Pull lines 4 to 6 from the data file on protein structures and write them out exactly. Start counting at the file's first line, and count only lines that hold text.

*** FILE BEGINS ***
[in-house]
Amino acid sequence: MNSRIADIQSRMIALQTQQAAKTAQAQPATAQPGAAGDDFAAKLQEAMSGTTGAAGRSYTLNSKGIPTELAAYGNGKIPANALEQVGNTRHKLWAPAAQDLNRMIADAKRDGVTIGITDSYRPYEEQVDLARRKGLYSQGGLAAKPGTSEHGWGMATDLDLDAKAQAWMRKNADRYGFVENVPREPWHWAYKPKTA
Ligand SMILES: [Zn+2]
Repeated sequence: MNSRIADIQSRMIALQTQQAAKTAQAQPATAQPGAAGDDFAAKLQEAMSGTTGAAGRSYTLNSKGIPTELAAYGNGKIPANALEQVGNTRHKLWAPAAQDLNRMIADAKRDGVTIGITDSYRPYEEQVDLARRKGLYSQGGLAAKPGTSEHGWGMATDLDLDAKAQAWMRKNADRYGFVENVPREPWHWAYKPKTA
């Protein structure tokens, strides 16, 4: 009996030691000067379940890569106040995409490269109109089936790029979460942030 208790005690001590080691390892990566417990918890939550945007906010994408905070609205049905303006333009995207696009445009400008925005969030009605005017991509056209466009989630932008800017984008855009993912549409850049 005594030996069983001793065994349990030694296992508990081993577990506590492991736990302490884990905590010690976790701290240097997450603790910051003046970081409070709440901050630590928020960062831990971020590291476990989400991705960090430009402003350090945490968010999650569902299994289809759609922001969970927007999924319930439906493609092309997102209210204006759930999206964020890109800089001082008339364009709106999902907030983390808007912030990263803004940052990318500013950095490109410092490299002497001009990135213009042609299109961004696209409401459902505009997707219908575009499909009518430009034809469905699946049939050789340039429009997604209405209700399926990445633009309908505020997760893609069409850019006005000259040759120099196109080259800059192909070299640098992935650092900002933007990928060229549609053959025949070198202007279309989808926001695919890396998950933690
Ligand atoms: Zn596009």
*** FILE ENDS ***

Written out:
Repeated sequence: MNSRIADIQSRMIALQTQQAAKTAQAQPATAQPGAAGDDFAAKLQEAMSGTTGAAGRSYTLNSKGIPTELAAYGNGKIPANALEQVGNTRHKLWAPAAQDLNRMIADAKRDGVTIGITDSYRPYEEQVDLARRKGLYSQGGLAAKPGTSEHGWGMATDLDLDAKAQAWMRKNADRYGFVENVPREPWHWAYKPKTA
């Protein structure tokens, strides 16, 4: 009996030691000067379940890569106040995409490269109109089936790029979460942030 208790005690001590080691390892990566417990918890939550945007906010994408905070609205049905303006333009995207696009445009400008925005969030009605005017991509056209466009989630932008800017984008855009993912549409850049 005594030996069983001793065994349990030694296992508990081993577990506590492991736990302490884990905590010690976790701290240097997450603790910051003046970081409070709440901050630590928020960062831990971020590291476990989400991705960090430009402003350090945490968010999650569902299994289809759609922001969970927007999924319930439906493609092309997102209210204006759930999206964020890109800089001082008339364009709106999902907030983390808007912030990263803004940052990318500013950095490109410092490299002497001009990135213009042609299109961004696209409401459902505009997707219908575009499909009518430009034809469905699946049939050789340039429009997604209405209700399926990445633009309908505020997760893609069409850019006005000259040759120099196109080259800059192909070299640098992935650092900002933007990928060229549609053959025949070198202007279309989808926001695919890396998950933690
Ligand atoms: Zn596009």